Throughout spring camp, the questions have been fired away at them.
"Are you big enough?" "Are you experienced enough?" "Are there things you still haven't grasped in the playbook?"
Virginia Tech’s two freshman running backs — Michael Holmes and J.C. Coleman — have their work cut out for them this upcoming season. Yet only one question truly matters come August.
"Can you replace David Wilson?"
“Everyone has to prove something,” Holmes said. “No one has a proven spot, so everyone has to work hard.”
Holmes, who has an extra semester on campus than Coleman, showed a burst last Saturday in the Hokies’ third mini-scrimmage. His 60-yard touchdown burst out of the pistol formation wowed head coach Frank Beamer.
“I think he’s kind of learning, but when he gets out there, he’s running away from people,” Beamer said. “People can’t catch him. Then, he’s a big body, runs with power.”
After redshirting this past fall, Holmes now has a better grasp of the playbook than when he first arrived in Blacksburg last August. That familiarity is helping him grow as a player.
“The defense was still flying around,” Holmes said. “Everything is slowing down for me, though.”
A bit of an under-the-radar recruit, Holmes was the definition of productive as a high school player. In his senior season at Harrisonburg High School, Holmes rushed for 2,877 yards and 41 touchdowns.
While Holmes may be used to being a workhorse running back, he may be asked to catch the ball out of the backfield or line up in the shotgun this season. Offensive coordinator Bryan Stinespring and quarterbacks coach Mike O’Cain are inserting a pistol formation this season.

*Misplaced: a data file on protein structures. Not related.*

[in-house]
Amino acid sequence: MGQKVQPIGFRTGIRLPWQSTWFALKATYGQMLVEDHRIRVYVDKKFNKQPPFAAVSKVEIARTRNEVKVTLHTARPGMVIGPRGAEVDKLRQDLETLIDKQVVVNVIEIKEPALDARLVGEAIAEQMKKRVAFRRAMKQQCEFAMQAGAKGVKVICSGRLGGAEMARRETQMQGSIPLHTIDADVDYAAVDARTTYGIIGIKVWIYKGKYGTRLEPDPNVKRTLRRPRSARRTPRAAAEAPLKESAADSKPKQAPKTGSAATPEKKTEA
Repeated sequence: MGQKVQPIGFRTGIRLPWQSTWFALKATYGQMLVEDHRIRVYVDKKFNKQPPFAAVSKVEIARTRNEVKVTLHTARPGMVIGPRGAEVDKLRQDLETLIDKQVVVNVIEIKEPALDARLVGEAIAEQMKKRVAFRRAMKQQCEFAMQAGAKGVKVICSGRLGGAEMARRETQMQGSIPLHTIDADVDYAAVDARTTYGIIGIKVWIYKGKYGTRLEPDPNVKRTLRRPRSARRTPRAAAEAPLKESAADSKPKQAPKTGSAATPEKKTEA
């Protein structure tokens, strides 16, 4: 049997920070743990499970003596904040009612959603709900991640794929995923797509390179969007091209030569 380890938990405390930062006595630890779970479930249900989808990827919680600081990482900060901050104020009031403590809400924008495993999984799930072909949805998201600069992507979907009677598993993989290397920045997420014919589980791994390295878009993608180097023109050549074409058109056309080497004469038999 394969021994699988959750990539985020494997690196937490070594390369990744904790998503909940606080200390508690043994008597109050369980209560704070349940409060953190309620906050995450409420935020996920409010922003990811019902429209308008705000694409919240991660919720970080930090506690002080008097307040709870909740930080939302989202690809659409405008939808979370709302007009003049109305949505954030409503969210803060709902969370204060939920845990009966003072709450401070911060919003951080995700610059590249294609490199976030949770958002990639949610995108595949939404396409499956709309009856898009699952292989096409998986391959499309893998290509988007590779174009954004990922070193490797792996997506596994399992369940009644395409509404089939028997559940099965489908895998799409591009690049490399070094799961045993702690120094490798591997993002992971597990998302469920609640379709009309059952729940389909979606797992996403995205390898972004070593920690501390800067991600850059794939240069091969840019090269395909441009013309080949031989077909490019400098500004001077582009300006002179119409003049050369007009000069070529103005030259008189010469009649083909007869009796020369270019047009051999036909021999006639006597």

“Sometimes, you probably can’t even see us back there behind (6-foot-6 quarterback) Logan (Thomas),” Holmes said of the pistol set. “That’s probably a plus.”
The other running back, Coleman, still has a ways to go as far as seeing major playing time this fall.
At just 5-foot-7, Coleman hails from football powerhouse Oscar Smith High in Chesapeake, Va. Opting to enroll in January, Coleman now has a head start on the rest of the 2012 recruiting class.
While he may not be on Holmes’ level in terms of knowing where to go, O’Cain likes where Coleman is, mentally.
“We've been pleased with him because he makes virtually no mental mistakes,” O'Cain said. “He's not as full-speed as you'd like for him to be yet, and part of that is he's still thinking.”
Running backs coach Shane Beamer, who watched Wilson rush for 1,709 yards last year, is looking for some very basic things from his running backs this spring.
“It’s pass protection, it’s route running, it’s catching the ball, carrying the ball — that type of thing,” he said. “We want to be able to walk out of this spring and say we can count on these guys. Then, if one of these incoming freshmen is a part of it, that’s an added bonus.”
Pass protection, an area in which many young running backs struggle, has been a point of focus for Coleman this spring.
"Everybody wants to play right away, but I know what I have to do before I can play," Coleman said. "I'm trying to learn a lot before the season starts. I feel like being here right now is going to help me get in games this year."
Martin Scales, a fullback last season, has been working at the running back position this spring. Tony Gregory is still recovering from a torn left ACL. Incoming freshman Drew Harris will be on campus in July, and figures to challenge for playing time this year as well.
No matter who gets the bulk of the carries this fall, the weight of the offense will fall on the shoulders of its quarterback Thomas. With the possible addition of more spread formations, the Hokies won’t be forced to hand it off to one guy 20 times a game like they were with Wilson last year. If one or two players separate themselves in the eyes of Shane Beamer, the future looks bright at running back.